Sign up for our daily briefing

Make your busy days simpler with Axios AM/PM. Catch up on what's new and why it matters in just 5 minutes.

Please enter a valid email.

Please enter a valid email.

Subscription failed
Thank you for subscribing!

Catch up on coronavirus stories and special reports, curated by Mike Allen everyday

Catch up on coronavirus stories and special reports, curated by Mike Allen everyday

Please enter a valid email.

Please enter a valid email.

Subscription failed
Thank you for subscribing!

Denver news in your inbox

Catch up on the most important stories affecting your hometown with Axios Denver

Please enter a valid email.

Please enter a valid email.

Subscription failed
Thank you for subscribing!

Des Moines news in your inbox

Catch up on the most important stories affecting your hometown with Axios Des Moines

Please enter a valid email.

Please enter a valid email.

Subscription failed
Thank you for subscribing!

Minneapolis-St. Paul news in your inbox

Catch up on the most important stories affecting your hometown with Axios Twin Cities

Please enter a valid email.

Please enter a valid email.

Subscription failed
Thank you for subscribing!

Tampa Bay news in your inbox

Catch up on the most important stories affecting your hometown with Axios Tampa Bay

Please enter a valid email.

Please enter a valid email.

Subscription failed
Thank you for subscribing!

Charlotte news in your inbox

Catch up on the most important stories affecting your hometown with Axios Charlotte

Please enter a valid email.

Please enter a valid email.

Subscription failed
Thank you for subscribing!

Please enter a valid email.

Please enter a valid email.

Subscription failed
Thank you for subscribing!

Photo: Eduardo Munoz Alvarez/Getty Images

President Trump has told confidants he'll declare victory on Tuesday night if it looks like he's "ahead," according to three sources familiar with his private comments. That's even if the Electoral College outcome still hinges on large numbers of uncounted votes in key states like Pennsylvania.

The latest: Speaking to reporters on Sunday evening, Trump denied that he would declare victory prematurely, before adding, "I think it's a terrible thing when ballots can be collected after an election. I think it's a terrible thing when states are allowed to tabulate ballots for a long period of time after the election is over."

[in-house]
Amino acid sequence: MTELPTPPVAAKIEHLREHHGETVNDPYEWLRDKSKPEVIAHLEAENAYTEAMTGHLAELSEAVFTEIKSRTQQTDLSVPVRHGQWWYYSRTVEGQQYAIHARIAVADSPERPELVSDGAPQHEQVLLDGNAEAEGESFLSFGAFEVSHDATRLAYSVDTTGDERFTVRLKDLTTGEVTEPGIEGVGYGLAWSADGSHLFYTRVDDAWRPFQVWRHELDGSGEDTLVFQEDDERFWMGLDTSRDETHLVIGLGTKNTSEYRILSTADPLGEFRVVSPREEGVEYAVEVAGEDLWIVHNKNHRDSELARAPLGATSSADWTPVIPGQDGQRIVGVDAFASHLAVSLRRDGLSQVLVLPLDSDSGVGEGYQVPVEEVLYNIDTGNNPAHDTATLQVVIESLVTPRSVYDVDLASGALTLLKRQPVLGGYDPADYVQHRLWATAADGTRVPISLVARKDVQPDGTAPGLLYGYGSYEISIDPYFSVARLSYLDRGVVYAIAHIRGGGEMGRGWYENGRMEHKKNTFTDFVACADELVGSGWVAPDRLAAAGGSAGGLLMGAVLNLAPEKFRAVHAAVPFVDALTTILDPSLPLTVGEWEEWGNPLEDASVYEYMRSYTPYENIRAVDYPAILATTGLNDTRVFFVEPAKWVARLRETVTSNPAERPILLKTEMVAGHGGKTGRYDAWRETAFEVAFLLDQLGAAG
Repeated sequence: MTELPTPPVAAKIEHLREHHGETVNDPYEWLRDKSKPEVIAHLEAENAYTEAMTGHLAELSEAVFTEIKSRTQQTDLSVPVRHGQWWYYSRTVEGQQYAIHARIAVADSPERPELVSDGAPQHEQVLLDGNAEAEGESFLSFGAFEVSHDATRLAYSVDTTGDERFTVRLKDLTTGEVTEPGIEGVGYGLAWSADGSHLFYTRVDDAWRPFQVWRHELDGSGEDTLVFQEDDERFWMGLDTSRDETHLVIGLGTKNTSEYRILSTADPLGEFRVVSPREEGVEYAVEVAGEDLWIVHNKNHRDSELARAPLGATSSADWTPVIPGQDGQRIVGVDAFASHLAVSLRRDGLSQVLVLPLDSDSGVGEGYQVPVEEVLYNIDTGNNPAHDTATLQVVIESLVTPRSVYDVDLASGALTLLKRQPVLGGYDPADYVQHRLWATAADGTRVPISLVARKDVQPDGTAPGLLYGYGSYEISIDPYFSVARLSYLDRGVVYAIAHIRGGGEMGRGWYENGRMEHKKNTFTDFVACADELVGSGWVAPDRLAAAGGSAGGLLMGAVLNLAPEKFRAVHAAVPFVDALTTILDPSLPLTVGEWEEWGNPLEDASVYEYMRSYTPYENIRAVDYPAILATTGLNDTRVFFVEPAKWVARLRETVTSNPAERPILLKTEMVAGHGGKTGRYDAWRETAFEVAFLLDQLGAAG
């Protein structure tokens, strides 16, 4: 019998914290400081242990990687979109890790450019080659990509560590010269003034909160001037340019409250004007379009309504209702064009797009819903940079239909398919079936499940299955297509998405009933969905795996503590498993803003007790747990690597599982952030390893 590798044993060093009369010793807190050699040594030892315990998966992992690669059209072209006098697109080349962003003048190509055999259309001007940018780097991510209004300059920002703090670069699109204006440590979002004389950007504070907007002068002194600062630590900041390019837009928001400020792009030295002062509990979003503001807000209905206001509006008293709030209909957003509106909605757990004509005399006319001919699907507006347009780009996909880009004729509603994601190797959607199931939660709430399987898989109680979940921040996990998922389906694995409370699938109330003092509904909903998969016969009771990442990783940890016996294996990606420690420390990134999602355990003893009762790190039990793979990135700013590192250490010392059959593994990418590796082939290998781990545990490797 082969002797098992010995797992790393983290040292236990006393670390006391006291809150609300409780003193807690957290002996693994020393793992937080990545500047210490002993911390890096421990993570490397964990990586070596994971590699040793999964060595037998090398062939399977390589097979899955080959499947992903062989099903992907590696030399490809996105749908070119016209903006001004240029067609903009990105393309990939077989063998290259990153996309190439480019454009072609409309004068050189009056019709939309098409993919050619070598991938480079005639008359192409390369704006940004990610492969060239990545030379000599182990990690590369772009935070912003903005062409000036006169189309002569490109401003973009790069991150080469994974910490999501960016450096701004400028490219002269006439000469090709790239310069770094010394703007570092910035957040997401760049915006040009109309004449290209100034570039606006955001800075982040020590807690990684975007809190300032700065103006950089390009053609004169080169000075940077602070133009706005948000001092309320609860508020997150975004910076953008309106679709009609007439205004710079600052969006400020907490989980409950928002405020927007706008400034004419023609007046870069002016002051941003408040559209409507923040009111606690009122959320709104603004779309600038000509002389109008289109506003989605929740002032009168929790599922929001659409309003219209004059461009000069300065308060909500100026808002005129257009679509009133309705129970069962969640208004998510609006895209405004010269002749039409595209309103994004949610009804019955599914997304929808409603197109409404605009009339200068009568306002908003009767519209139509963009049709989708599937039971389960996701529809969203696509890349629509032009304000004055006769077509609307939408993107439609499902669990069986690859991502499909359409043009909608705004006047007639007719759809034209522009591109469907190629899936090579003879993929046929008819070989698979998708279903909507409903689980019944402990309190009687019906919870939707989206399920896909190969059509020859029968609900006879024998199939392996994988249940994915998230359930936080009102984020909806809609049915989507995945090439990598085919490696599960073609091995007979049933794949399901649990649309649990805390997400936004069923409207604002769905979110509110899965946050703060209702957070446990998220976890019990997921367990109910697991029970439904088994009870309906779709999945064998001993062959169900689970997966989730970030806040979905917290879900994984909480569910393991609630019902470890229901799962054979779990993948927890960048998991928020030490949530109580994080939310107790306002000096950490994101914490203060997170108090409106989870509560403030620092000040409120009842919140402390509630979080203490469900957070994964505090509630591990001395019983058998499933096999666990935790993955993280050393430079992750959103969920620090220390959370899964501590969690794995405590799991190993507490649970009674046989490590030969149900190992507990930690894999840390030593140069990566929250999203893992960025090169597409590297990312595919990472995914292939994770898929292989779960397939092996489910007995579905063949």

• He continued: "I think it's terrible that we can't know the results of an election the night of the election. ... We're going to go in the night of, as soon as that election's over, we're going in with our lawyers."
  • "We don't want to have Pennsylvania, where you have a political governor, a very partisan guy. ... We don't want to be in a position where he's allowed, every day, to watch ballots come in. See if we can only find 10,000 more ballots."

Behind the scenes: Trump has privately talked through this scenario in some detail in the last few weeks, describing plans to walk up to a podium on election night and declare he has won.

  • For this to happen, his allies expect he would need to either win or have commanding leads in Ohio, Florida, North Carolina, Texas, Iowa, Arizona and Georgia.

Why it matters: Trump's team is preparing to falsely claim that mail-in ballots counted after Nov. 3 — a legitimate count expected to favor Democrats — are evidence of election fraud.

Details: Many prognosticators say that on election night, Trump will likely appear ahead in Pennsylvania — though the state's final outcome could change substantially as mail-in ballots are counted over the following days.

  • Trump's team is preparing to claim baselessly that if that process changes the outcome in Pennsylvania from the picture on election night, then Democrats would have "stolen" the election.
  • Trump's advisers have been laying the groundwork for this strategy for weeks, but this is the first account of Trump explicitly discussing his election night intentions.

What they're saying: Asked for comment, the Trump campaign's communications director Tim Murtaugh said, "This is nothing but people trying to create doubt about a Trump victory. When he wins, he's going to say so."

  • Trump campaign senior adviser Jason Miller predicted that Trump "will be re-elected handily and no amount of post-election Democratic thievery will be able to change the results."

Reality check: Mail-in ballots counted after Election Day as set forth in state-by-state rules are as legitimate as in-person votes recorded on Nov. 3.